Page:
Bhutan - The land of the thunder dragon is a piece of Paradise on earth, located in the eastern part of the great Himalaya and nestled between India, China, Nepal, and Bangladesh. Surrounded by dense forests and high mountains, Bhutan offers something to its guest which is unmatchable.
The history of Bhutan dates back to 2000 BC. We must mention two important events which shaped the country’s history in a formidable manner. During the 17th century, Zhabdrung Ngawang Namgyel tried to unify the country and put his effort to establish the rule of law. Till this time it was a land mostly dominated by the different tribes, landlords and local rulers. Even after his death, the conflicts between different interest groups continued to disturb the land. Finally, this was brought under control when in the year 1907 Trongsa Poenlop Ugyen Wangchuck played a crucial role to became the first King of Bhutan. He had a vision for good governance and the country gained prosperity and normalcy.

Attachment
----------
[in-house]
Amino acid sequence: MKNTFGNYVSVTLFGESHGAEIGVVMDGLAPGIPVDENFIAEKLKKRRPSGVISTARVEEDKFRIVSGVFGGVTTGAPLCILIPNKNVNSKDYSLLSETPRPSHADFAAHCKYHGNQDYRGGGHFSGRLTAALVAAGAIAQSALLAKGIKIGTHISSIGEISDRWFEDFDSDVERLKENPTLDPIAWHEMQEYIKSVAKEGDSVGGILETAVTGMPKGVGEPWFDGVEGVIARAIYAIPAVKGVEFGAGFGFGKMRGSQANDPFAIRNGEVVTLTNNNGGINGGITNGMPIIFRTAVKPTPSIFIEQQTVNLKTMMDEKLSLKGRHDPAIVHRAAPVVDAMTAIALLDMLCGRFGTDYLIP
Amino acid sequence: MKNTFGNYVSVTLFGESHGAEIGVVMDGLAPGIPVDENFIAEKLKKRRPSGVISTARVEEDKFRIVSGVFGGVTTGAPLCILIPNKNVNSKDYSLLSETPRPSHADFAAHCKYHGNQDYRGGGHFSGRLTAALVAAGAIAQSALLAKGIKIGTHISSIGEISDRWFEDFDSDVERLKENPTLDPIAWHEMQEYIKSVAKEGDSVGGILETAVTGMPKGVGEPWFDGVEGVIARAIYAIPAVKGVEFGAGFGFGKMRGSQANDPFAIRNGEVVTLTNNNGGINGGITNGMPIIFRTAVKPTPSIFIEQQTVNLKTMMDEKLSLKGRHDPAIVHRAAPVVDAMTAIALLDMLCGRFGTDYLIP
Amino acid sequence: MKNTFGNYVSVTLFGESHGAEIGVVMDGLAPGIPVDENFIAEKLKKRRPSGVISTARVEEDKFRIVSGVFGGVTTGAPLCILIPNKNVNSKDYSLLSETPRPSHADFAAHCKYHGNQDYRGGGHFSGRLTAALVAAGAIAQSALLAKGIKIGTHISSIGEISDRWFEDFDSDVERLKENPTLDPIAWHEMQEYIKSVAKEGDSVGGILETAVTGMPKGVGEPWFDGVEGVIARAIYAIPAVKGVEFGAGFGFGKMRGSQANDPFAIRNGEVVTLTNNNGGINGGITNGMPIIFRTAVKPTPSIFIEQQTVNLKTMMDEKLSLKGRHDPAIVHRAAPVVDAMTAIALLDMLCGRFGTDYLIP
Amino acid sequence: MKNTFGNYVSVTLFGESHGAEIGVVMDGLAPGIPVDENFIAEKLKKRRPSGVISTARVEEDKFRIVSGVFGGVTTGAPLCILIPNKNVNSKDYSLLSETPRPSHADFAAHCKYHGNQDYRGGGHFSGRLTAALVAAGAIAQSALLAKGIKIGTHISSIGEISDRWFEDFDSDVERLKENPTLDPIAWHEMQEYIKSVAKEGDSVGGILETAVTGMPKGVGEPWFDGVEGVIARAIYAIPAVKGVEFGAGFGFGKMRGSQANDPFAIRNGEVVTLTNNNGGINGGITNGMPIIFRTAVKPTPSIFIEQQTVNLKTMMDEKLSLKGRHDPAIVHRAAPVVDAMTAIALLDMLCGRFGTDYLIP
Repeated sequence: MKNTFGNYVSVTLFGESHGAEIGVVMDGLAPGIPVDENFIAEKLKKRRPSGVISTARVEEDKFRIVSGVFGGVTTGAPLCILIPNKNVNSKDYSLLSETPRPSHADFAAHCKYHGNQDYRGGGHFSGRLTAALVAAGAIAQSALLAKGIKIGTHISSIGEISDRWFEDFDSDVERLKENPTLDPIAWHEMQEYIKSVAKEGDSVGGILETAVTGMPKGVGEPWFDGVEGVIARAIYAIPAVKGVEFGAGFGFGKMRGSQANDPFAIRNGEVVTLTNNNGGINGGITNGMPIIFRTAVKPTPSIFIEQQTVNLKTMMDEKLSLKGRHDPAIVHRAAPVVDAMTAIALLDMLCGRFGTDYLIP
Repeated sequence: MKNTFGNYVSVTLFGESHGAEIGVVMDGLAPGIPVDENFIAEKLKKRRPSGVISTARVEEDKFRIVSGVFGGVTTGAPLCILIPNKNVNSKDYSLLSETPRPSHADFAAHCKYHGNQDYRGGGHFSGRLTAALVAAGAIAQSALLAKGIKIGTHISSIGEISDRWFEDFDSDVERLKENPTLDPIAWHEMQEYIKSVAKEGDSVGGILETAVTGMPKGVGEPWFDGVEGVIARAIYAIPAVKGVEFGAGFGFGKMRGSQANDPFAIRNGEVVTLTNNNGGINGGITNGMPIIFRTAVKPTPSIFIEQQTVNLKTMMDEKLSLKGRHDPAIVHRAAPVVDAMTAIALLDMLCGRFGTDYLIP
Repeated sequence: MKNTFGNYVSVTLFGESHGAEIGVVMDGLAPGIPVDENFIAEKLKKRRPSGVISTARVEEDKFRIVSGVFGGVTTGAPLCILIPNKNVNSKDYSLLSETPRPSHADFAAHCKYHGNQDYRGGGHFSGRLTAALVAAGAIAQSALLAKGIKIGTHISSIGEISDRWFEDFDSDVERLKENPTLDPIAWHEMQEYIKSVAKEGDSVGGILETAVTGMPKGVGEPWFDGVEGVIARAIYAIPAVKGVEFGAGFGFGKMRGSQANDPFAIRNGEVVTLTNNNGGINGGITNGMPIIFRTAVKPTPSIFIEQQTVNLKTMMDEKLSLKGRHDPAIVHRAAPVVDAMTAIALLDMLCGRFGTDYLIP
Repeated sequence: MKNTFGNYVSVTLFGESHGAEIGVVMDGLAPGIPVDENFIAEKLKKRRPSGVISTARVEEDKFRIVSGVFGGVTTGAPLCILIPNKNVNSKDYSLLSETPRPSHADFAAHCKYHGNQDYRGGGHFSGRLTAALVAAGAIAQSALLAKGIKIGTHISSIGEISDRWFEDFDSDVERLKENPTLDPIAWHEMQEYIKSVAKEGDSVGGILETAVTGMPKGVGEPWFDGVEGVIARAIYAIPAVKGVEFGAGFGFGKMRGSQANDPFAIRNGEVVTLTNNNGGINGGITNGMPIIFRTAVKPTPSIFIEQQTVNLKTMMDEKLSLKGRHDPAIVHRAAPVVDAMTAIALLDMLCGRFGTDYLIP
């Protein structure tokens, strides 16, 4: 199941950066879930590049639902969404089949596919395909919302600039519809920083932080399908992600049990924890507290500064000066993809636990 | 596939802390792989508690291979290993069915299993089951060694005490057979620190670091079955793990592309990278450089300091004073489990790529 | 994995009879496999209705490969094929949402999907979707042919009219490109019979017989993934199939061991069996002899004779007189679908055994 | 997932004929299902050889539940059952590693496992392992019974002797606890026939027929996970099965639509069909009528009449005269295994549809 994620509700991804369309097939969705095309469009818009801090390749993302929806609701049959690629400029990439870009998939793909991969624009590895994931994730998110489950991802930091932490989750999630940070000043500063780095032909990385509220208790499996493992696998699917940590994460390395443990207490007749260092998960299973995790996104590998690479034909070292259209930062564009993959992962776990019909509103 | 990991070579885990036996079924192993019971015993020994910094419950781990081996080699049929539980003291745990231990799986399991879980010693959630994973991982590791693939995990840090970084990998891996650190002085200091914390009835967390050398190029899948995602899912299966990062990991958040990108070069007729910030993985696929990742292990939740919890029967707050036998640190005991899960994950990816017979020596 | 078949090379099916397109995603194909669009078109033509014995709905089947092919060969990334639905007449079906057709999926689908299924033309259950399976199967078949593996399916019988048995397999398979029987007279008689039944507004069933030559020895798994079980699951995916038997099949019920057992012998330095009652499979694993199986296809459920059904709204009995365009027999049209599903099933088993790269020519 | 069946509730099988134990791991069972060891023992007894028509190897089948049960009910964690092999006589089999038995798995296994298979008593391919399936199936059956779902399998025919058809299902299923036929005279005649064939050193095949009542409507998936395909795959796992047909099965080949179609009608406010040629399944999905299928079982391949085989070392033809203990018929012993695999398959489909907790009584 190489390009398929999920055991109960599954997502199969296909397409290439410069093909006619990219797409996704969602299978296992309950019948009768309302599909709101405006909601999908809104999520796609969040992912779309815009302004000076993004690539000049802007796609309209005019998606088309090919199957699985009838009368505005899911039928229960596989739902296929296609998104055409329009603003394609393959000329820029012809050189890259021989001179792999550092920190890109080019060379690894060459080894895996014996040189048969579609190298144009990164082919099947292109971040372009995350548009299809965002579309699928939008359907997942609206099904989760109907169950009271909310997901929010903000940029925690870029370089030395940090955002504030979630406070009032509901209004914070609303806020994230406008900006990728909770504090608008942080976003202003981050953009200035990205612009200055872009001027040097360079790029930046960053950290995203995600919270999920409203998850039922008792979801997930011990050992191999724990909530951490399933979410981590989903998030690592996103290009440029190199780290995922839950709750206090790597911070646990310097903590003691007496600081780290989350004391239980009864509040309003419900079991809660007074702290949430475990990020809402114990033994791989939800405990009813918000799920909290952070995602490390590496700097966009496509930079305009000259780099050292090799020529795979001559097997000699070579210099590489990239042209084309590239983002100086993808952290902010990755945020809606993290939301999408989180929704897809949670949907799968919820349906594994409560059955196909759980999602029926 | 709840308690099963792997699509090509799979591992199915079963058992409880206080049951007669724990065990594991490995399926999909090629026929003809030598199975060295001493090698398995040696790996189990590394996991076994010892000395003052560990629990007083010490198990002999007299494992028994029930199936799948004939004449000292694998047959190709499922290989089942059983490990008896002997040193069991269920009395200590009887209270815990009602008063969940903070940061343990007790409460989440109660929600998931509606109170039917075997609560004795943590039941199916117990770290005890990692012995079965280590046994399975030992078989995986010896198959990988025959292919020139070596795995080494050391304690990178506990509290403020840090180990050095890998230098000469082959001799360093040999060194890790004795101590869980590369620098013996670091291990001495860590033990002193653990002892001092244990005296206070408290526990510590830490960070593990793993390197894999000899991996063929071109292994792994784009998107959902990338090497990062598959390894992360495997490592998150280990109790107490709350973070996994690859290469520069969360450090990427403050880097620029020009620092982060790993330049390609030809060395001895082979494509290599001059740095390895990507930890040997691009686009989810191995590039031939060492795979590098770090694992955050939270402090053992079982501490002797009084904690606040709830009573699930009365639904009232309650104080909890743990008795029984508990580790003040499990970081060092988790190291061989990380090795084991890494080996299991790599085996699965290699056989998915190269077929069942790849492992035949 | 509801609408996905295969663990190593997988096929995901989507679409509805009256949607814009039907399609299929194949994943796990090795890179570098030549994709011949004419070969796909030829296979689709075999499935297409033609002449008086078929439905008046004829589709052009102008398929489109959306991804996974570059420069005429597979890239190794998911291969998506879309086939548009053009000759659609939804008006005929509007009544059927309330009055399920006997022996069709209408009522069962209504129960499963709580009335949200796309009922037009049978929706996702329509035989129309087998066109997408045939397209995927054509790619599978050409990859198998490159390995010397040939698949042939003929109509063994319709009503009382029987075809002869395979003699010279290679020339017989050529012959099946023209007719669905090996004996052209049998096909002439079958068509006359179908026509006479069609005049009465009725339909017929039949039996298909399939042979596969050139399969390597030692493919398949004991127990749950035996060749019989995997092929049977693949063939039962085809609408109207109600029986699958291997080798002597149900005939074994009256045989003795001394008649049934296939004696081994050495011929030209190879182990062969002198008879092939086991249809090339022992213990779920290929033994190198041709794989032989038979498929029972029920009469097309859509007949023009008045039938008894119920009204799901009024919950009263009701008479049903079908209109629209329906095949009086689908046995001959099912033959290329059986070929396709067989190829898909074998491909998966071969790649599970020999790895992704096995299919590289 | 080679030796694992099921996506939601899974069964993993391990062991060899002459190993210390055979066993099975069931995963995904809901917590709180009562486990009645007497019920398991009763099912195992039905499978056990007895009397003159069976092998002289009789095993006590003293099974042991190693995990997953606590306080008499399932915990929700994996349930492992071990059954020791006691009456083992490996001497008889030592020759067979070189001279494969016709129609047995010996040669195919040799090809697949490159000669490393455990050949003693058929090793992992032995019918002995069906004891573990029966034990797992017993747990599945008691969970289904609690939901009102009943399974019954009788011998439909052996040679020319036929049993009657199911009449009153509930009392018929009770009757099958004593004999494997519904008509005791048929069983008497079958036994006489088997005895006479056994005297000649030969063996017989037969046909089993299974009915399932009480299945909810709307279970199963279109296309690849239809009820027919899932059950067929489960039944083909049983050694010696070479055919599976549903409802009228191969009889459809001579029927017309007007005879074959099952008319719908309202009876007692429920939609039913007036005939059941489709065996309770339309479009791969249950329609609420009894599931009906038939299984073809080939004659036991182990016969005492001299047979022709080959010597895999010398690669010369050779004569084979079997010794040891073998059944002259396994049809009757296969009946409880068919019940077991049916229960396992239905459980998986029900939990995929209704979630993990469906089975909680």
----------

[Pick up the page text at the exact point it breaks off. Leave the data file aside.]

Bhutan protects its unique culture and social system with limited interaction with the rest of the world. It was in the late ’60s and early 70’s the country gradually started to open the doors for outsiders in the form of tourism. Bhutan is a predominately Buddhist country but you get to see people from other religion also. Bhutan is an ideal example of peaceful co-existence and religious harmony.
Rice, Vegetable, and Meat consist of major part of Bhutanese meal. They eat Chicken, pork and beef. Milk and Cheese are very popular too. Their cuisine tends to get a bit spicy due to the use of chillis.
From November to March, the country witnesses the winter which is chilling especially in the north and central Bhutan. But the two most visited places in Bhutan; Thimpu and Paro; remain cold throughout the year. The minimum temp rarely exceeds 20 Celsius. Warm woolen garments are recommended for these places. Monsoon lasts from June to September. April and May consist of the summer and southern Bhutan remains warm during summer.